Hammersø – Denmark’s only mountain lake

Hammersø – Denmark’s only mountain lake

Hammersøen on Nordbornholm is Denmark’s only mountain lake and the largest natural lake on the island. Hammersø is about 650 m long, 150 m wide and 13 m deep and situated about 9 m above sea level. On the two long sides it is very steep, about 2 m out the water depth is already 11 – 12 m, on the other two sides the bottom falls more evenly.

But there wasn’t always a lake here. Very far back in time, Lake Hammer was originally a sound that separated Hammerknuden from the rest of Bornholm. The lake arose because the water level in the oceans sank. Slowly, over many years, the openings to the Baltic Sea at Sæne Havn (Hammerhavnen) and Sandvig Bugten have been closed by the granite being exposed, and the lake has emerged.

Several times in history, Lake Hammer has given rise to plans to build a naval port.

In the early 1600s, under King Frederik III, the Fortress of Copenhagen was built, but during the Swedish attack in 1658, the structure was heavily damaged and an expert in fortress construction was called in. The Dutch-born fortification engineer Henrik Rüse signed a contract with the King in 1661 to fortify the fort. But he also had a plan that he wanted to see carried out. A naval base on Bornholm, in Lake Hammer. A quick survey showed that a naval port would not be impossible.

So in 1676 Bagge Wandel was sent to Bornholm to make further investigations and draw up maps before a decision was made. His measurements showed that Lake Hammer was 3.64 m above sea level towards Sandvig Bay, but as the water depth in the lake was 13 m it would have no effect on the ships when the opening was made and the water level dropped. However, the plan did not come to fruition, as there was a lot of granite under the sand between the lake and Sandvig, and it would be an almost impossible task to remove it. The naval port was instead placed on Christiansø.

But it was not the last time that a naval port was wanted in Lake Hammer. In 1716 it was Tzar Peter the Great who had plans for a naval port in Lake Hammer. His idea was that the entrance to the harbour should be from Sæne Havn and by means of locks, the ships should be raised 9 m up to Hammersøen. That plan never came to fruition either.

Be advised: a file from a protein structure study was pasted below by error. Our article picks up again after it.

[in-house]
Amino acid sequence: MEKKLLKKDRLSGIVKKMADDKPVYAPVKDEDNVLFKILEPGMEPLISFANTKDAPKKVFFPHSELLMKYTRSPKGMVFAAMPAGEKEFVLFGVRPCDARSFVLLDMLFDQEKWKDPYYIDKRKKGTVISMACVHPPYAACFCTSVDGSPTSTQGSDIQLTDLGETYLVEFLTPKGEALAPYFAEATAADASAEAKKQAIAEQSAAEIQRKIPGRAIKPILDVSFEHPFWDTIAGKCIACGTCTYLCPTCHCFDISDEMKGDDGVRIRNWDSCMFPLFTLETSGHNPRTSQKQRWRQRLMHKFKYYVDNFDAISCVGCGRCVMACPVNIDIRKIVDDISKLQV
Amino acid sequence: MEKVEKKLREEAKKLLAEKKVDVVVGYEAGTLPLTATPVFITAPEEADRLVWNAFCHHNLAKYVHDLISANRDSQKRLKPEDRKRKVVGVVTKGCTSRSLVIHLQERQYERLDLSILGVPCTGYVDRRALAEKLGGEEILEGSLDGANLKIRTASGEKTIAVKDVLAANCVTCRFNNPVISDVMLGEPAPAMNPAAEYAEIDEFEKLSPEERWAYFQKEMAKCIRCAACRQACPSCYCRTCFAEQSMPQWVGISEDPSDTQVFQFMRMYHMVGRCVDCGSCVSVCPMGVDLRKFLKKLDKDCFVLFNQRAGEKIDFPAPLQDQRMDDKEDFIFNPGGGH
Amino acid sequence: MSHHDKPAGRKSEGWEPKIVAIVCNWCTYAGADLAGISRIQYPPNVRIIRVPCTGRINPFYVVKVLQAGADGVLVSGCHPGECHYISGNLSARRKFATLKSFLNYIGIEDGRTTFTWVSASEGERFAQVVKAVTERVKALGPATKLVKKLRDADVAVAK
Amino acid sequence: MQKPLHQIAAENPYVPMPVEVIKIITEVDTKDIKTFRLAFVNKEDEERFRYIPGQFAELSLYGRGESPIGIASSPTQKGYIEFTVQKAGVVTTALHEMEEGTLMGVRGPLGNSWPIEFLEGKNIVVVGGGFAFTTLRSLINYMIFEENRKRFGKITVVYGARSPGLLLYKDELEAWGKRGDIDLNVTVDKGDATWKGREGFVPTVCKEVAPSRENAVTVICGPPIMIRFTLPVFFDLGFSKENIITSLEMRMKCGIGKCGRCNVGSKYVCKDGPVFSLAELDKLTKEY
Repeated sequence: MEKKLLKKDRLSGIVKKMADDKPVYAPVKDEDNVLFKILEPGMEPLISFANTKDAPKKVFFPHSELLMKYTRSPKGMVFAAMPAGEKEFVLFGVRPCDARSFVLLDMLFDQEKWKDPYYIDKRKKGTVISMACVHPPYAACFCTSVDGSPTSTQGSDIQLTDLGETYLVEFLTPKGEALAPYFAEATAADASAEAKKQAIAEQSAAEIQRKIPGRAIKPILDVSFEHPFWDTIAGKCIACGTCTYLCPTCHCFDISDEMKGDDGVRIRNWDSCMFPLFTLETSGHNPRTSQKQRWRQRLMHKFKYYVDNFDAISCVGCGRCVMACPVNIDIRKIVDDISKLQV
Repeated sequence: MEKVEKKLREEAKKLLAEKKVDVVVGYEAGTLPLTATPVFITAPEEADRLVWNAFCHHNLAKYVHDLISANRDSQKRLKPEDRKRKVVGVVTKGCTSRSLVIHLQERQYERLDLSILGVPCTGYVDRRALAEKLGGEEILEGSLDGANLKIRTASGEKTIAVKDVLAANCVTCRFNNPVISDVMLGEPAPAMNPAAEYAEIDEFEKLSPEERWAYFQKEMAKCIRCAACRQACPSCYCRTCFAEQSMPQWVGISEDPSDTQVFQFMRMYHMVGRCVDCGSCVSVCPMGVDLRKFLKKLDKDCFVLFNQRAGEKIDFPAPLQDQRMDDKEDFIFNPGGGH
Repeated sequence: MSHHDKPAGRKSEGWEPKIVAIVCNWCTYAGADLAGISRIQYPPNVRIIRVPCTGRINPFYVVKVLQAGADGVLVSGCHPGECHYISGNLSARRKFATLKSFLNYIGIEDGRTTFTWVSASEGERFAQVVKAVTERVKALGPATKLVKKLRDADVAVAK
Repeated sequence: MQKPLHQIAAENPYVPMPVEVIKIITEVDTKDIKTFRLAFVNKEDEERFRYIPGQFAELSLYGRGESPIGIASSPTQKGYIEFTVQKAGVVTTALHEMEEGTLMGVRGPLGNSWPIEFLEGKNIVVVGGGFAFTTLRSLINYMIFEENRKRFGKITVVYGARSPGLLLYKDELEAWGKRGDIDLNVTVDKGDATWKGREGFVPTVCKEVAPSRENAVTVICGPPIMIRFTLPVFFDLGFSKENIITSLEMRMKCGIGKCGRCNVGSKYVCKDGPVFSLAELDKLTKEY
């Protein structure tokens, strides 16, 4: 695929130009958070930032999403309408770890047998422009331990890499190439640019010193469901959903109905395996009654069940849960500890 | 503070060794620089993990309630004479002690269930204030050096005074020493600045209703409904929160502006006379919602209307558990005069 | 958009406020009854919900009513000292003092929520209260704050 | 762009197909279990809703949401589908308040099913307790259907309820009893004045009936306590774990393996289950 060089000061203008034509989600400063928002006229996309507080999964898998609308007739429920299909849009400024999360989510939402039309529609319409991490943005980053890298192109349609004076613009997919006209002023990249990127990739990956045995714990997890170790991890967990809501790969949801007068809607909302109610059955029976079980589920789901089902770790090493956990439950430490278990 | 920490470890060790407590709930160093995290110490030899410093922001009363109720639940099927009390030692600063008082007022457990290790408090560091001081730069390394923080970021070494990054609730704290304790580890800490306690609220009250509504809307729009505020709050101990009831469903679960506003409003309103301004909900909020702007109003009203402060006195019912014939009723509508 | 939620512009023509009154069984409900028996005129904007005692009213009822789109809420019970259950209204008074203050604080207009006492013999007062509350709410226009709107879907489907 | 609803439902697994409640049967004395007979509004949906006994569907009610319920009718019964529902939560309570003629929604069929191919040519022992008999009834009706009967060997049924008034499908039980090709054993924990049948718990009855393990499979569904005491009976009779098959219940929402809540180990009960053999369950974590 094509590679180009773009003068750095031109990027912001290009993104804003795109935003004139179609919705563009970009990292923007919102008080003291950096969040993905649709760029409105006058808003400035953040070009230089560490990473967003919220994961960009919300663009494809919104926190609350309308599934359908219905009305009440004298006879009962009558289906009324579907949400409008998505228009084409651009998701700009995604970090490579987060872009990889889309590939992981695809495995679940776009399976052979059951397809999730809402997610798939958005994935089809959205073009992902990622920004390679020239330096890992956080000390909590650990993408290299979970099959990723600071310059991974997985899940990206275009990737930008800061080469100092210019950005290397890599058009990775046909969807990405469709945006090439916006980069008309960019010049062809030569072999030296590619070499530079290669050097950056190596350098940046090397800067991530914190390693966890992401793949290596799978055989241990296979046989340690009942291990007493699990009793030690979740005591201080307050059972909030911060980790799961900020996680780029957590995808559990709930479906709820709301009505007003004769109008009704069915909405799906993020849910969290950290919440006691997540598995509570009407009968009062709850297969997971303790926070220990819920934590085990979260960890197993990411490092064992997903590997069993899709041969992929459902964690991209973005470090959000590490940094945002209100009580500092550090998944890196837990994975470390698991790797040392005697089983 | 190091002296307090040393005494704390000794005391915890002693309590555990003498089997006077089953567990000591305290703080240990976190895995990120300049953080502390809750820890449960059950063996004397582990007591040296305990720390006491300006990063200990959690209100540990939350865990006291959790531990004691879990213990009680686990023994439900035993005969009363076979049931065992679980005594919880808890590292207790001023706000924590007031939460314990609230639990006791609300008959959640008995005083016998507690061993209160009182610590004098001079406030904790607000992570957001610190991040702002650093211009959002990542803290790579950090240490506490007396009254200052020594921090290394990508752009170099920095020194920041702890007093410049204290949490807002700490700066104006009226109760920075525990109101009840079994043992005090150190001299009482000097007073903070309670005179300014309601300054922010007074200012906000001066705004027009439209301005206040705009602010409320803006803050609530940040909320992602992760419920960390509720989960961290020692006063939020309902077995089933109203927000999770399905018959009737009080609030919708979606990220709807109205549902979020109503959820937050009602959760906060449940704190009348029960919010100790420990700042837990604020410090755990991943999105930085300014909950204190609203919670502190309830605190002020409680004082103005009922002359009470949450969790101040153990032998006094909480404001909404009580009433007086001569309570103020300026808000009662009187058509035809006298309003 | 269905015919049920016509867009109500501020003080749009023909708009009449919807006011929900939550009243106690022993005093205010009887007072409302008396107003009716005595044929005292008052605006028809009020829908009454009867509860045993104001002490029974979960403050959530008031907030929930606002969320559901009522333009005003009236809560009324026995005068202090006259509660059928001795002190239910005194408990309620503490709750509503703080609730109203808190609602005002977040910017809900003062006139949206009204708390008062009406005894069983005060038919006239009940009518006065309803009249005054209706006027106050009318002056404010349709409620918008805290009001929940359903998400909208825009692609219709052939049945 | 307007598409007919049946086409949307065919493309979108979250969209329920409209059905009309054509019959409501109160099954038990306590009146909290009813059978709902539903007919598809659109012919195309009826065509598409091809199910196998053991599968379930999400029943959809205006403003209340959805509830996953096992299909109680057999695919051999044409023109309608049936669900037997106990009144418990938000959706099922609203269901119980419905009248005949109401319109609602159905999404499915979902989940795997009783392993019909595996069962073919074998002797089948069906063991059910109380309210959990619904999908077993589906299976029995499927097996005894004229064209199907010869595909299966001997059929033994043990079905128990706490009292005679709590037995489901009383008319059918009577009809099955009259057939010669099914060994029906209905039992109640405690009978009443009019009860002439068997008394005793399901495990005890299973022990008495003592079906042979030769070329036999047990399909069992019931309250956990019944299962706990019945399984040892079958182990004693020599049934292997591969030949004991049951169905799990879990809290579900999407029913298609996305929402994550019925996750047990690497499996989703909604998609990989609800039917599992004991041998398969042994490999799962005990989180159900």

However, the idea of a naval port was not completely forgotten. In 1737, Count Frederik Danneskjold-Samsøe wanted to measure and draw plans for a possible harbour. This time the idea was to sail via canals and to be able to sail to the naval port from both the west (Sænebugten) and the east (Sandvig). By doing it that way, one would be able to navigate the harbor in any kind of way. Drawings for this project were done by B. Grodtschilling, and they are today in H. M. The Queen’s Reference Library. 10 drawings were made, 6 of them are preserved. But even this time no naval port came.

In 1809, during the English wars, it is again mentioned to change the Lake of Hammers into a naval port. This time it was a Commander A. Rothe. But no further action was taken.

The last time the lake is mentioned as a port is in 1889. This time, however, it was not as a naval port, but an industrial port for Hammerværket (quarry). The Lake of Hammers is seen as a possibility, but the idea is rejected and the Harbour of Sene (Hammerhavnen) is built instead.

Fortunately, Hammer Lake is still there, beautifully situated at the foot of Hammerknuden. But in your mind you might imagine an incredibly beautiful marina with various sailing boats lying at the foot of Hammer Knot.

When the lake is icy in winter, some people in the area use it as an ice rink.

Today, driving along the edge of the lake is no longer allowed. West of the lake there is a parking lot, where you can also find the old quarry lakes Opal Lake – with cable car, Crystal Lake and Siberia.